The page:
TAMPA, Fla. – In receiving college hockey’s top individual honor on Friday, Jack Connolly did what he became known for throughout his four seasons of play at Minnesota Duluth—he passed off to others.
Even before Connolly had been announced as the 32nd winner of the Hobey Baker Award, he was passing out thank yous, crediting the UMD team trainer for the work in enabling him to play 164 consecutive games. He also mentioned linemates, teammates, coaches past and present, family, and an army of fans who have followed him and the Bulldogs for the past four years.
“This is just kind of the icing on the cake for me,” said Connolly shortly after he and brother Chris posed with the trophy, showing off the national championship rings they won at UMD and Boston University, respectively. “My brother’s been more than successful with a national championship, and then UMD took one home, and now this (trophy) enters the picture. It goes to show that a lot of hard work went into our hockey careers and it’s nice to take this to the next level.”
Connolly, who finished second in the nation in scoring with 60 points in 41 games, sat between Maine’s Spencer Abbott and Colgate’s Austin Smith in an impressive auditorium at MacDill Air Force Base in Tampa. The 30-minute award ceremony featured officials from the French military awarding Baker’s relatives a medal for the Princeton star’s World War I service nearly a century after his death. Major General Karl Horst, chief of staff of the U.S. Central Command also offered remarks and a welcome to the five buses of dignitaries, media members, and college hockey fans in attendance.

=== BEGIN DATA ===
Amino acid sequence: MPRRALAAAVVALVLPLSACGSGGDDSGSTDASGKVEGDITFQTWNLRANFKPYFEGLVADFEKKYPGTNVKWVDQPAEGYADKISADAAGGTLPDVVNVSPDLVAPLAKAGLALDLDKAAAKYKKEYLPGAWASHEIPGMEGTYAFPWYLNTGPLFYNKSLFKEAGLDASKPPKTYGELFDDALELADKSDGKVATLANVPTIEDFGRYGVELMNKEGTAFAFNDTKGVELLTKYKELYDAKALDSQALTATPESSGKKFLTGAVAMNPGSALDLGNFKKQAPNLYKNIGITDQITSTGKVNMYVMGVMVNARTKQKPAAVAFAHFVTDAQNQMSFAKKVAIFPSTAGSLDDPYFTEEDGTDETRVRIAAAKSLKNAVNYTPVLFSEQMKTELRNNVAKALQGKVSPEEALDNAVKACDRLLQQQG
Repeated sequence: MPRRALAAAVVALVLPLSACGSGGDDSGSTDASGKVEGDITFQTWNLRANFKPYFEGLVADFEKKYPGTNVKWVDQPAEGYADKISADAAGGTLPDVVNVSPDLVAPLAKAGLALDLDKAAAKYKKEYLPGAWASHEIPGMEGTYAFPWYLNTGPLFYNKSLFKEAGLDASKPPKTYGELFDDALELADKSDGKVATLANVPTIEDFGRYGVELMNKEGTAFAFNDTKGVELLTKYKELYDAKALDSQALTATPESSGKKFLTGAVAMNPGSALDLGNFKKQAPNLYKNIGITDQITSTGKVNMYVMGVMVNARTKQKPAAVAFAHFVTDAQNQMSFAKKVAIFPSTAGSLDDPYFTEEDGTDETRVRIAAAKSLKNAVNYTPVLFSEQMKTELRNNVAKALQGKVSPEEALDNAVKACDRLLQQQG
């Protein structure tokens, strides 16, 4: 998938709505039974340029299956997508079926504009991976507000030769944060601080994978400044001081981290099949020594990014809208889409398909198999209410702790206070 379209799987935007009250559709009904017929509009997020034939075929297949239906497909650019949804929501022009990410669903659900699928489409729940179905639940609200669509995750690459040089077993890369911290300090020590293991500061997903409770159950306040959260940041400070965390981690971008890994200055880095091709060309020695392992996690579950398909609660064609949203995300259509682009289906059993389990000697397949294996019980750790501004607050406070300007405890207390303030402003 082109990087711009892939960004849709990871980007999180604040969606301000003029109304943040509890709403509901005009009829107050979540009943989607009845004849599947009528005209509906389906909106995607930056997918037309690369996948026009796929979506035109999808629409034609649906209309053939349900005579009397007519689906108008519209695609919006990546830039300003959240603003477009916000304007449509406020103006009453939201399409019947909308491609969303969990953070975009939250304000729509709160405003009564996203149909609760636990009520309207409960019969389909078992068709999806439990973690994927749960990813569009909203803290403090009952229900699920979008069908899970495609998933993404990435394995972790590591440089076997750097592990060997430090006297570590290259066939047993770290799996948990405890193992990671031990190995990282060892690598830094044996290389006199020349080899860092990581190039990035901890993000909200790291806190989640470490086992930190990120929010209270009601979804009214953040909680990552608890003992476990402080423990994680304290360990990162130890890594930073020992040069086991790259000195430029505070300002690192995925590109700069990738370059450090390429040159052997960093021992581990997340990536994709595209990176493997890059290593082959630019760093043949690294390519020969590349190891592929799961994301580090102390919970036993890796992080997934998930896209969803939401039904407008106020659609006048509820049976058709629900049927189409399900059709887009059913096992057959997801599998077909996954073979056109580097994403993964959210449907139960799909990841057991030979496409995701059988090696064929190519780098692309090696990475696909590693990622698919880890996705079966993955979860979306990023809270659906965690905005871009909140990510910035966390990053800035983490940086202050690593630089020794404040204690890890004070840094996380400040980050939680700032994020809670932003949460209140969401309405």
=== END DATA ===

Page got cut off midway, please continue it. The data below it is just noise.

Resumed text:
When his name was called, Connolly battled emotions reminiscent of a year earlier when he held the national championship trophy aloft with tears in his eyes. Connolly’s father, Mark, reflected on a childhood spent skating on the outdoor rinks in Duluth and recalled that 1985 Hobey winner Bill Watson was one of Jack’s assistant coaches in peewees.
“It’s been so much fun to be a part of this,” said Watson, who was in attendance and joked that anything that keeps the Bulldogs ahead of Minnesota—the Gophers have had four Hobey winners, while this makes five for UMD—is good. “It’s one of those things where you get on the ice with somebody for the first time and they have that impact. You knew he was going to be a special player.”
Abbott and Smith were gracious runners-up but admitted that the competitive nature of being hockey players made it hard to hear someone else’s name called.
“It’s three really good players that bring a lot to the table and a lot to their teams,” Smith said. “Obviously there’s that killer instinct where anything you do, you want to win, but I realize I’m sitting next to two guys that demand the best of themselves every day. … At the end of the day, I’m humbled by the experience and I’m happy for Jack.”